Two luminaries of the Michigan legal community — one at the prime of her profession, and the other retired after an illustrious 70-year career — will be honored in a free online event presented by the Jewish Bar Association of Michigan (JBAM).
Dana Nessel, Michigan’s attorney general since 2019, will receive JBAM’s inaugural Ruth Bader Ginsburg Champion of Justice Award. At the same event, United States District Judge Avern Cohn, who retired in December 2019 after four decades on the bench, will receive JBAM’s first Lifetime Achievement Award.
JBAM’s 2021 Awards Event will be held on Zoom at 6 p.m. Tuesday, May 25. The festivities are free and open to the community. RSVP at jewishbar.org.
Attorney General Nessel has championed justice both before and after becoming attorney general. A graduate of Wayne State University Law School, she served in the Wayne County Prosecutor’s Office. Afterward, in private practice, she represented a lesbian couple in a groundbreaking adoption case that eventually led to the U.S. Supreme Court legalizing gay marriage throughout the country.
As attorney general, Nessel formed a Hate Crimes Unit and an Elder Abuse Task Force. She has worked to protect consumers and sued manufacturers of PFAS pollutants. A Democrat, she is the first openly LGBTQ person elected to statewide office in Michigan.
“Ruth Bader Ginsburg embodied the essence of a trailblazer,” Nessel said. “Her lifetime commitment to advancing gender equality and equal protection for all persons set a standard I strive to meet and serves as a reminder of the work that must continue.
“It is not lost on me that I will humbly accept this honor in its inaugural year as the Ruth Bader Ginsburg Champion of Justice Award. I deeply appreciate this recognition and remain committed to reinforcing the late justice’s advocacy for current and future generations.”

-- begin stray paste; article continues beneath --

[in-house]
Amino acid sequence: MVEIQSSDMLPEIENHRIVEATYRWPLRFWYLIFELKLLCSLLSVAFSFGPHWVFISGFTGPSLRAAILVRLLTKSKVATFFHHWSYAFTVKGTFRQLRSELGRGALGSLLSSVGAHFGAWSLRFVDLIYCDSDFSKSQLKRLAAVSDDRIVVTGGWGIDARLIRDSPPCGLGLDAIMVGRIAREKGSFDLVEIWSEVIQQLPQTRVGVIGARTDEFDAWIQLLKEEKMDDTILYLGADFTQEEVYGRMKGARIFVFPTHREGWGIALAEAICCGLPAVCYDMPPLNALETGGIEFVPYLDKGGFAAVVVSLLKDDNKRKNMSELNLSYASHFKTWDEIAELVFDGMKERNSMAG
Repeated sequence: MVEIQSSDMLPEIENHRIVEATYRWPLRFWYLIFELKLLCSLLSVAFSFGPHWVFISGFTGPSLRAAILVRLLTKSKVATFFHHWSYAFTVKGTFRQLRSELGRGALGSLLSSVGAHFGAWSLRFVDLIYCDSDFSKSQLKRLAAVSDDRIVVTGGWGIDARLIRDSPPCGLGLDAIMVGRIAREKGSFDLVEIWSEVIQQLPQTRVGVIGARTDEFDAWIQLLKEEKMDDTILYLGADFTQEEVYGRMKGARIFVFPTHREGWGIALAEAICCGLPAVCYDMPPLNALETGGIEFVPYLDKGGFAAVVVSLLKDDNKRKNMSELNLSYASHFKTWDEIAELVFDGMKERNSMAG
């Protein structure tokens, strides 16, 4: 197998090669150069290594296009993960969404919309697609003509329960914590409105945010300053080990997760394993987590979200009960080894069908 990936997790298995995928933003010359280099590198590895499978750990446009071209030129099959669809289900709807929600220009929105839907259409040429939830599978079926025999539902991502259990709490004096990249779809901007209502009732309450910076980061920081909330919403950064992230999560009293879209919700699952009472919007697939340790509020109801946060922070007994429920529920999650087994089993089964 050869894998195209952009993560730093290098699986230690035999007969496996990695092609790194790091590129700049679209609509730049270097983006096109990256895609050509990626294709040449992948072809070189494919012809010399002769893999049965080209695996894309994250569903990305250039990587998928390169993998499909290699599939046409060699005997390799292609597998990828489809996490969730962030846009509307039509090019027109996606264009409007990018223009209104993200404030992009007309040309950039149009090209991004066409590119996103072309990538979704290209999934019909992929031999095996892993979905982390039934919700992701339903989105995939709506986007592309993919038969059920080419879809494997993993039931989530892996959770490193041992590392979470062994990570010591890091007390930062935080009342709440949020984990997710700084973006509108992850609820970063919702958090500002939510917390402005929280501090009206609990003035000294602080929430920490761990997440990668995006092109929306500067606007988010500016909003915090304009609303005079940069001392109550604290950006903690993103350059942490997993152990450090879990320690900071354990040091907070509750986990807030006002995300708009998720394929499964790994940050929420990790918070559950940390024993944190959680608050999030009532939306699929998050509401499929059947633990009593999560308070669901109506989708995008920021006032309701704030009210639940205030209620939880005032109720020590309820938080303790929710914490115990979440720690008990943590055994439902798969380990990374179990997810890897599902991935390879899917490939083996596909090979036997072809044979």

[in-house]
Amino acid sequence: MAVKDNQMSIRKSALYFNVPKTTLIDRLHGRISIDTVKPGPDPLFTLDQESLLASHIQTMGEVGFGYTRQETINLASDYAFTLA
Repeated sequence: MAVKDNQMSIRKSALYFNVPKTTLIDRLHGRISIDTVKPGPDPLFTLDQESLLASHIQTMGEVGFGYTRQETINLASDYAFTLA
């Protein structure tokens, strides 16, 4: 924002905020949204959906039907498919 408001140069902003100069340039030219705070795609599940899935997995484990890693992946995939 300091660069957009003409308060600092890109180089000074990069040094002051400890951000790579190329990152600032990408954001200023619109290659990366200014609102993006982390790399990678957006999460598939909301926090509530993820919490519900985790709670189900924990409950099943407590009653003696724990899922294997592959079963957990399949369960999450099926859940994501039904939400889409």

Judge Cohn served on the U.S. District Court for the Eastern District of Michigan from 1979-2019. When he was appointed by President Jimmy Carter, he was the only Jewish judge on that court.
“I grew up at a time when a Jewish federal judge was an important symbol to the total Jewish community,” Cohn said in a 2004 interview with journalist Charlotte Dubin for the Leonard N. Simons Jewish Community Archives.
Cohn was a 1949 graduate of University of Michigan Law School. His 30-year law career leading up to the judgeship included working in the firm of his father, famed attorney Irwin Cohn, which later merged into Honigman Miller Schwartz and Cohn in Detroit. He also served as chair of the Michigan Civil Rights Commission and on the Detroit Board of Police Commissioners, where he advocated for affirmative action to increase the number of Black and female police officers.
His many volunteer roles in the Jewish community included serving as president of the Jewish Federation of Metropolitan Detroit, 1981-1983. He has also been a supporter of Jewish education, including Orthodox day schools. Like his father, Avern Cohn was awarded Federation’s Fred M. Butzel Award for distinguished community service, the honor of which he is most proud.
At the event, JBAM will also award Charles J. Cohen Esq. Law Student Scholarships to Jessica Davidova of Wayne State University Law School and Chase O. Yarber of University of Detroit Mercy School of Law.